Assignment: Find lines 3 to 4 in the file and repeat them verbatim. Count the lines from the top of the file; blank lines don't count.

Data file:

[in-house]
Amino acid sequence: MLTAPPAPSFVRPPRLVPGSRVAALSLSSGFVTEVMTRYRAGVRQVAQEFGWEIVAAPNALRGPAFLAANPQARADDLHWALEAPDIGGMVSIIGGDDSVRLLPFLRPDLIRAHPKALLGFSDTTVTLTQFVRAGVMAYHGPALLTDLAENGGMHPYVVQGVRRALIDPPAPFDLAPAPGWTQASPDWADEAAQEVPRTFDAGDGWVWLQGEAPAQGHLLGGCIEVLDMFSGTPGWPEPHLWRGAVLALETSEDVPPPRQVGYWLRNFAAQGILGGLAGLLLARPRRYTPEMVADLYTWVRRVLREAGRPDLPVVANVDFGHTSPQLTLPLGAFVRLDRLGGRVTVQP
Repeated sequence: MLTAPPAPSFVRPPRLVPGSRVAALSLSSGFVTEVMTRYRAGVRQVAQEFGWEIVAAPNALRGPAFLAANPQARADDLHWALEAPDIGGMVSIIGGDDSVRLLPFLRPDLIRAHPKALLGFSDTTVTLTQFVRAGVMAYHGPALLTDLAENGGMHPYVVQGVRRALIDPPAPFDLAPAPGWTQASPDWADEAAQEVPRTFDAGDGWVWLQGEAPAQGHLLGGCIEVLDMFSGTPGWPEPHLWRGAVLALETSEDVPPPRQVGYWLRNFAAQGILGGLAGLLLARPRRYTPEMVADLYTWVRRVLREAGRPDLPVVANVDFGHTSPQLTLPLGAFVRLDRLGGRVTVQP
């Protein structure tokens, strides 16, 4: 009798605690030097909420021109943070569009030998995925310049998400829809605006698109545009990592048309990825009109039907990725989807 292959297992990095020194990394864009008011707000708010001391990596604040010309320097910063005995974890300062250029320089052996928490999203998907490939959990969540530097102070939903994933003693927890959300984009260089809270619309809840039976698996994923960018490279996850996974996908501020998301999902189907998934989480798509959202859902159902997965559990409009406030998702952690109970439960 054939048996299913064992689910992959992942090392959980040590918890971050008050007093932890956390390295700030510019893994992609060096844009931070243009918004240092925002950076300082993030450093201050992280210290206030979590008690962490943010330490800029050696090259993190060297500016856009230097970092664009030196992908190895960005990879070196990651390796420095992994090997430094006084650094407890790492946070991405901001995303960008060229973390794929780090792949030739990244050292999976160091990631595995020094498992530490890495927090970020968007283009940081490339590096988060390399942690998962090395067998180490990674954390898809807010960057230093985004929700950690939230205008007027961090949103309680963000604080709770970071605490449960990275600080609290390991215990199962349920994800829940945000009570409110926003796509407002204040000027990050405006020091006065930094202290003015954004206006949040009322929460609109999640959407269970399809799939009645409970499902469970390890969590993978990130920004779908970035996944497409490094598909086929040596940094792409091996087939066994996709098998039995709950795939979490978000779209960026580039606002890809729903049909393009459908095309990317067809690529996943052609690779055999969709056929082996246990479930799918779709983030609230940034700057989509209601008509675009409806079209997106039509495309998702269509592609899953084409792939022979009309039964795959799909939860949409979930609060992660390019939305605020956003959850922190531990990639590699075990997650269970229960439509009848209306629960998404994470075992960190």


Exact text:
Repeated sequence: MLTAPPAPSFVRPPRLVPGSRVAALSLSSGFVTEVMTRYRAGVRQVAQEFGWEIVAAPNALRGPAFLAANPQARADDLHWALEAPDIGGMVSIIGGDDSVRLLPFLRPDLIRAHPKALLGFSDTTVTLTQFVRAGVMAYHGPALLTDLAENGGMHPYVVQGVRRALIDPPAPFDLAPAPGWTQASPDWADEAAQEVPRTFDAGDGWVWLQGEAPAQGHLLGGCIEVLDMFSGTPGWPEPHLWRGAVLALETSEDVPPPRQVGYWLRNFAAQGILGGLAGLLLARPRRYTPEMVADLYTWVRRVLREAGRPDLPVVANVDFGHTSPQLTLPLGAFVRLDRLGGRVTVQP
């Protein structure tokens, strides 16, 4: 009798605690030097909420021109943070569009030998995925310049998400829809605006698109545009990592048309990825009109039907990725989807 292959297992990095020194990394864009008011707000708010001391990596604040010309320097910063005995974890300062250029320089052996928490999203998907490939959990969540530097102070939903994933003693927890959300984009260089809270619309809840039976698996994923960018490279996850996974996908501020998301999902189907998934989480798509959202859902159902997965559990409009406030998702952690109970439960 054939048996299913064992689910992959992942090392959980040590918890971050008050007093932890956390390295700030510019893994992609060096844009931070243009918004240092925002950076300082993030450093201050992280210290206030979590008690962490943010330490800029050696090259993190060297500016856009230097970092664009030196992908190895960005990879070196990651390796420095992994090997430094006084650094407890790492946070991405901001995303960008060229973390794929780090792949030739990244050292999976160091990631595995020094498992530490890495927090970020968007283009940081490339590096988060390399942690998962090395067998180490990674954390898809807010960057230093985004929700950690939230205008007027961090949103309680963000604080709770970071605490449960990275600080609290390991215990199962349920994800829940945000009570409110926003796509407002204040000027990050405006020091006065930094202290003015954004206006949040009322929460609109999640959407269970399809799939009645409970499902469970390890969590993978990130920004779908970035996944497409490094598909086929040596940094792409091996087939066994996709098998039995709950795939979490978000779209960026580039606002890809729903049909393009459908095309990317067809690529996943052609690779055999969709056929082996246990479930799918779709983030609230940034700057989509209601008509675009409806079209997106039509495309998702269509592609899953084409792939022979009309039964795959799909939860949409979930609060992660390019939305605020956003959850922190531990990639590699075990997650269970229960439509009848209306629960998404994470075992960190």